Our Kate was not a saint for I wouldn’t want to dismiss her as easily as that. She like all of us had her dark side. She wanted to be in control more than may have been helpful on occasions. She at times believed that she knew what should be done. At times her passion for a cause made her forget that others too had something to say. She fretted, she worried. At times she wanted ready answers. But that was just part of the human condition.

And as we know Kate was very human. She had an impeccable honesty and her integrity was an example for all to observe and follow. Yes, at times she could be black and white but that had more to do with the passion and enthusiasm she put into a cause that she stood for. But she had become a seminal influence on so many of us here in church today, a church incidentally she loved and wanted to be buried from.

Kate was someone who took the Lord’s words seriously and followed them until they hurt. In her doing this she has left us with a sense that being of service for others in a non patronizing way is more than possible, that we live in a world where love is everywhere and where there is a basic decency in the human condition and that we are here on earth to give love, hope, honour and respite to a world in desperate need of these qualities. These qualities are innate in all of us they just need to be brought to the surface. Kate has been a mentor for us, not as a saint but as one who has shared our human condition.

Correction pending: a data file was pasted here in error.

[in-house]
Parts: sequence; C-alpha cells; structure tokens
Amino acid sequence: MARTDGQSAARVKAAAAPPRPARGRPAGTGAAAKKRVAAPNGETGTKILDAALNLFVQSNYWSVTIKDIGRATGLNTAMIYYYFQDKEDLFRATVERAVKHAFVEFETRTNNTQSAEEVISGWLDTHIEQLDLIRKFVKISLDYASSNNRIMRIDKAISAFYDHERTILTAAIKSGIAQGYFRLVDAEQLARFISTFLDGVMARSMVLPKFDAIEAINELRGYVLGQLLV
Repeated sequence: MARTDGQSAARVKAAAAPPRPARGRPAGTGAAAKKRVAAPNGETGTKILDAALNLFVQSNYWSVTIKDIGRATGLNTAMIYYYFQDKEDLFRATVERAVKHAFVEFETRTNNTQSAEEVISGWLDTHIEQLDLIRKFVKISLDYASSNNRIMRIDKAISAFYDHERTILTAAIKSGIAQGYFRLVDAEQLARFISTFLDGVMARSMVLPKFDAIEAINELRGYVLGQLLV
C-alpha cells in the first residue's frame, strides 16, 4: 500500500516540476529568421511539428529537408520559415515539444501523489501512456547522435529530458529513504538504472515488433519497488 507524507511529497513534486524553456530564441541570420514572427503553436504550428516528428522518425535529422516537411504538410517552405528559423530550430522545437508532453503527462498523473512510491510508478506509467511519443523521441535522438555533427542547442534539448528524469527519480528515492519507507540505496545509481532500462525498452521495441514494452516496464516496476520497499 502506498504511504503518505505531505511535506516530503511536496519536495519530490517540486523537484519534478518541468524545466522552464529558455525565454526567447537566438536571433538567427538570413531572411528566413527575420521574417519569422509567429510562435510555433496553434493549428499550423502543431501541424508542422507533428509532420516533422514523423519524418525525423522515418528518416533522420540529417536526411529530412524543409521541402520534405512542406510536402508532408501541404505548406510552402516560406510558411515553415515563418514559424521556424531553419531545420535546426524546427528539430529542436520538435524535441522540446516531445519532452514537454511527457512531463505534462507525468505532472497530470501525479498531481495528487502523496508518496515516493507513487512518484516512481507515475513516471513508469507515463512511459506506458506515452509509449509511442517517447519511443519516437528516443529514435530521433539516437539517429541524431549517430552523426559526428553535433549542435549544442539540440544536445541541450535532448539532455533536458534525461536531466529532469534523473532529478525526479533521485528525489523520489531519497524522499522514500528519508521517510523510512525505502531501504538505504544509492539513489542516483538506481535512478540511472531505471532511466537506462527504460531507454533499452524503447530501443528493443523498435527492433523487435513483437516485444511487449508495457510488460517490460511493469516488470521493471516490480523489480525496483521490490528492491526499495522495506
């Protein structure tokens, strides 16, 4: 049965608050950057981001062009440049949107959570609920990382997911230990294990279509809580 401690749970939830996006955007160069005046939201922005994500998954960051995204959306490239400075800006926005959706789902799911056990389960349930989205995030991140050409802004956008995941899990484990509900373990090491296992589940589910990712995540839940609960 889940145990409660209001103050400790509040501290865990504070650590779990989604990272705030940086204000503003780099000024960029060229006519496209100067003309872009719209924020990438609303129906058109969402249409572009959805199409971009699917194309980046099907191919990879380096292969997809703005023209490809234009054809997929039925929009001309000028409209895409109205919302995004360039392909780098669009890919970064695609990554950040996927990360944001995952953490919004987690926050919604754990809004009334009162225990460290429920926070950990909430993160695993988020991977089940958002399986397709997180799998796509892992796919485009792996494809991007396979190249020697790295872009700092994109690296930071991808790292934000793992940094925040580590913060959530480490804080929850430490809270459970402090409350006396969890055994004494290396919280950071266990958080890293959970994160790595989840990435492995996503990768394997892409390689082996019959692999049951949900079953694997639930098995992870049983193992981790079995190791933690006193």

Her legacy is clear and categorical that in our fragile world love is real, attainable and that it flowers best in relationships.

For me, and hopefully for us all, she was telling us we are guests at a table which we did not spread. Sun, earth, love, family, friends and even more for our own breath is there as well for we are all part of this great banquet of life that we feast into eternity.

John Hill